EXAMPLE 1 To a stirred solution of 44.8 g. (0.4 mole) of potassium tert.- butoxide in 200 ml. of dry dimethylsulfoxide, there were added 67.3 g. (0.35 mole) of B-ionone in a dropwise manner during the course of a 30-minute period at 25 C. After stirring for an additional 30 minutes, 30.3 g. (0.60 mole) of methyl chloride gas was bubbled into the mixture during the course of a 45-minute period. The resulting reaction mixture was then stirred at 25 C. for 16 hours and thereafter poured into l-liter of cold water. After acidification with glacial acetic acid, the resulting aqueous solution was extracted with several-100 ml. portions of diethyl ether and the product subsequently isolated therefrom by means of evaporation under reduced pressure. Vacuum distillation of the residual liquid then afforded 57.6 g. of isomethyl-B-ionone, b.p. 8086C./0.3 mm. Hg.

The semicarbazone derivative, prepared in the usual manner by conventional organic procedure from the above ionone, was recrystallized several times from methanolbenzene to give 49 g. of pure isomethyl-fi-ionone semicarbazone, m.p. l75-l77C.

Anal.

Calcd. for C, H N C, 68.4; H, 9.6; N, 16.0.

Found: C, 68.4; H, 9.4; N, 15.8.

The pure ketone was subsequently regenerated from the semicarbazone by mixing the latter with an equal part by weight of phthalic anhydride and thereafter steam distilling. Upon extraction with diethyl ether, the product was recovered and subsequently isolated by means of vacuum distillation to give 36.2 g. (49 percent) of pure isomethyl-S-ionone, b.p. 9395C./1.3 mm. Hg; M at 241 my. (E=18,550) and 290 my (sh) (E=l,100).

Anal.

Calcd. for C H O: C, 81.5; H, 10.8. Found: C, 81.6; H, 10.8.

EXAMPLE 11 To a stirred solution of 1 12 g. 1.0 mole) of potassium tert.- butoxide dissolved in 400 ml. of dry dimethylsulfoxide, there were added in a dropwise manner 168.2 g. (0.88 mole) of B- ionone during the course of a 30-minute period. The solution was then stirred for an additional 30 minutes and subsequently treated, in a dropwise manner, with 137 g. (0.88 mole) of ethyl iodide dissolved in 100 ml. of dimethylsulfoxide at 25 C. Thereaction mixture was then stirred for one hour at 25 C. and for an additional hour at C., and thereafter poured into 2 liters of cold water. After acidification with glacial acetic acid, the resultingaqueous solution was extracted with three-500 ml. portions of diethyl ether. The combined ethereal extracts were then subsequently washed with successive portions of water and saturated sodium chloride solution, respectively, before drying over anhydrous sodium sulfate. The dried ethereal solution was then filtered and evaporated under reduced pressure to give 194 g. of amber liquid that was subsequently distilled in vacuo to afi'ord 147 g. of crude isoethyl-fi-ionone, b.p. 9094C./ 1 mm. Hg.

The semicarbazone obtained from 142 g. of the above crude product, was prepared in the usual manner, and subsequently recrystallized from ethanol to give 74.5 g. of pure isoethyl-8- ionone semicarbazone, m.'p. 168-170 C.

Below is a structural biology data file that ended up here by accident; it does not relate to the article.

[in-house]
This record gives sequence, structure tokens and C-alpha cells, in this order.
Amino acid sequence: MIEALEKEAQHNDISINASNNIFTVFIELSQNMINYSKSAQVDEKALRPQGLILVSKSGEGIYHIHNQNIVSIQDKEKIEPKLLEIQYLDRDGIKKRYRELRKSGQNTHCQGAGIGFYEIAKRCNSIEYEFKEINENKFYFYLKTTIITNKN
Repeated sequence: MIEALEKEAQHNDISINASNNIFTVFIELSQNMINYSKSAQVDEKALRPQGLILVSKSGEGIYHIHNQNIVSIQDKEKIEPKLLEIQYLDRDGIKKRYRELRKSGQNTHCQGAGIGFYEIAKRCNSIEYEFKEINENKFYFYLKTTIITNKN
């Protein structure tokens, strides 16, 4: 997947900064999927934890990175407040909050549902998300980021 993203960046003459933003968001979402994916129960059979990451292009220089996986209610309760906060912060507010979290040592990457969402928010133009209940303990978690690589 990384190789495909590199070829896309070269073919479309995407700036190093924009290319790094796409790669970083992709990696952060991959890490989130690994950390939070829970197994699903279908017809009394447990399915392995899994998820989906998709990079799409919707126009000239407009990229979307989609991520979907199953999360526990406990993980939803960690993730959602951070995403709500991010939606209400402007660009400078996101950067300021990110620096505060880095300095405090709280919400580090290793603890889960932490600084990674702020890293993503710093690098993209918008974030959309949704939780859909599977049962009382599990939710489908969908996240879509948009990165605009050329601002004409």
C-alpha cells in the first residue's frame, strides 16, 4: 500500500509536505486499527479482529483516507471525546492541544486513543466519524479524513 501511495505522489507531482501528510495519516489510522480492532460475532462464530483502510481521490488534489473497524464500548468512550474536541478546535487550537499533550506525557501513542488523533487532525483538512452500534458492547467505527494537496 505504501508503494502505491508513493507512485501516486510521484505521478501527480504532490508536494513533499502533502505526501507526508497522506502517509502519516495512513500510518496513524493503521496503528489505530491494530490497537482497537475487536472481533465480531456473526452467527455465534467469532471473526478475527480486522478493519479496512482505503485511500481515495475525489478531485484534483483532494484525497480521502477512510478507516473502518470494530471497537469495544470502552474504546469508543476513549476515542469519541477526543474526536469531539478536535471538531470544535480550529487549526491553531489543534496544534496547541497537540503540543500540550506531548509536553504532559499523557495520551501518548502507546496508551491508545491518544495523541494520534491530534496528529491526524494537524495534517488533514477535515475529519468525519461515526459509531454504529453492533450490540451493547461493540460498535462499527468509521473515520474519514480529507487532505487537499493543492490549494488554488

Anal.

Calcd. for C M- N 0: C, 69.3; H, 9.8; N, 15.2.

Found: C, 69.6; H, 9.8; N, 15.0.

The pure ketone was then regenerated from the semicarbazone by the standard phthalic anhydride-steam distillation procedure and subsequently purified by means of vacuum distillation to give 49 g. of pure isoethyl-8-ionone, b.p. C./ 3 mm. Hg; M at 241 m; -.(E=l8,500) and 289 mp. (sh) (E=1,100).

EXAMPLE 111 To a stirred solution of 1 12 g. 1.0 mole) of potassium tert.- butoxide in 500 ml. of pure dimethylsufoxide, there was added 168.2 g. (0.88 mole) ofB-ionone in a dropwise manner during the course of a 30-minute period. After stirring for an additional 30 minutes, 67 g. (0.88 mole) of allyl chloride was added thereto in a dropwise manner at 25 C. The resulting reaction mixture was then stirred for 30 minutes and thereafter poured into 2 liters of ice-water. After acidification. extraction with diether ether and evaporation in the usual manner, there were obtained 226 g. of residual liquid that was subsequently distilled in vacuo to give 163 g. of crude isoallylfi-ionone, b.p. 93-97C./ 1 mm. Hg.

The above crude product 102 g.).was then converted into the semicarbazone in the same manner as before and recrystallized from benzene-methanol several times to give 51 g. of pure isoallyl-8-ionone semicarbazone, m.p. l 58- 159 C. Anal.

Calcd. for C17H29N3O: C, 70.1; H, 10.0; N, 14.4.

Found: C, 70.3; H, 9.9; N, 14.3.

The pure ketone was subsequently regenerated from the semicarbazone (30 g.) in the usual manner and after vacuum distillation, there were obtained 16.9 g. of pure isoallyl-S- ionone, b.p. 9698C./ 1 mm. Hg; N at 242 my (E=l 9,700 and 290 My. (sh) (E=1,720).

EXAMPLE IV EXAMPLE V The procedure described in Example 11 is followed except that n-propyl iodide is employed as the reagent of choice instead of ethyl iodide and iso-n-propyl-8-ionone is the final product obtained. In like manner, the use of methyl iodide, 'y-

phenylpropyl iodide and n-hexyl iodide, individually in this reaction, each then-affords the corresponding isoalkyl-8- ionone compound as the final product which is obtained.